If the 2020 General Assembly doesn’t act on any of these, that likely means PC(USA) climate-related divestment won’t happen for another two years — and MRTI will continue interacting with the companies on its engagement list, trying to push them towards a stronger track record on climate change and environmental racism.
LGBTQIA+ advocacy. A task force is recommending the creation of a new permanent General Assembly advocacy committee (similar to the Racial Equity Advocacy Committee and Advocacy Committee for Women’s Concerns) for LGBTQIA+ concerns.
“The General Assembly has recognized the need for those who have been silenced or ignored by the power structure to be given direct access to decision-making tables through committees specifically called to focus on justice and equity for particular marginalized constituencies,” the rationale for that recommendation states. “These committees are tasked with amplifying those voices that have so often been silenced and ignored, calling the church and society to be a better reflection of the beloved community and kindom to which God calls us. What the church is recognizing today is that among these silenced and ignored voices are those of the LGBTQIA+ community.”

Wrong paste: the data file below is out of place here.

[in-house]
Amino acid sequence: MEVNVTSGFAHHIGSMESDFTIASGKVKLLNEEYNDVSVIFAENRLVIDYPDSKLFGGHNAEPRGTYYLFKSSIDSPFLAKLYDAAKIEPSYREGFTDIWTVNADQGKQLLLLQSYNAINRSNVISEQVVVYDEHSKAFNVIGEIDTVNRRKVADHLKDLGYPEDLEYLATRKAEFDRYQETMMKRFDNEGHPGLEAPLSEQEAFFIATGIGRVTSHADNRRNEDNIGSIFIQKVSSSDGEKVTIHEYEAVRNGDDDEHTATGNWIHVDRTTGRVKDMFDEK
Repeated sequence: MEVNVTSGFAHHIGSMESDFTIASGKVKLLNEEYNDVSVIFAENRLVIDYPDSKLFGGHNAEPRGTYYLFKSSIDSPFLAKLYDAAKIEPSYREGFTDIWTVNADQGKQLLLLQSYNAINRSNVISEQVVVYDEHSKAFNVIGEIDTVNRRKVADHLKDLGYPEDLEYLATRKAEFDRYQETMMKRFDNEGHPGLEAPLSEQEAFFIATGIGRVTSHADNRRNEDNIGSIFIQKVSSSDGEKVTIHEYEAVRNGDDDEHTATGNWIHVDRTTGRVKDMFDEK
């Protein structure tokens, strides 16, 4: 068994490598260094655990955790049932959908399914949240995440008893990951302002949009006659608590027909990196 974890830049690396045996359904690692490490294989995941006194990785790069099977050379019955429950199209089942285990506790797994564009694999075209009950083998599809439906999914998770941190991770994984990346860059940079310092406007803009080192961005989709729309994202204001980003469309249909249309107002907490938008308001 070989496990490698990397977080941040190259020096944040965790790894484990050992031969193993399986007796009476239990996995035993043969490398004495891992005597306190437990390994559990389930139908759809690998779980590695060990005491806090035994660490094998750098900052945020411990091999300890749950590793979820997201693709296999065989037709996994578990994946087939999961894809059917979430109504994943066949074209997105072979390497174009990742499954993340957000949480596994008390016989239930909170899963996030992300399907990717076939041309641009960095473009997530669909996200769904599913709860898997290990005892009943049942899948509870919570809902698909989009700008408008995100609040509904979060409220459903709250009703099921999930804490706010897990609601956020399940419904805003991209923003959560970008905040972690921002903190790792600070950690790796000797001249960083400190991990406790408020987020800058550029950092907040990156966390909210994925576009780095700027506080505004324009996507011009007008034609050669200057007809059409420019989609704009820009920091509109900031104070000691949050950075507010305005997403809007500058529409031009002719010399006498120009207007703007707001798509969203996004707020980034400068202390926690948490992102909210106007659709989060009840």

Family leave. The Family Leave Policy Task Force is recommending a proposed amendment to the PC(USA) constitution, to say that the terms of call for a minister should include provision for 12 weeks paid medical leave. Family leave would include leave following the birth or adoption of a child; leave to provide care for an ill or disabled family member; and “leave to heal following a loss or tragic event.”
While the proposed amendment would only provide leave for ministers, the rationale for the recommendation states that “the task force would urge the adoption of this same provision of care for all PC(USA) workers.”
An overture from the Presbytery of Hudson River calls for a similar constitutional amendment.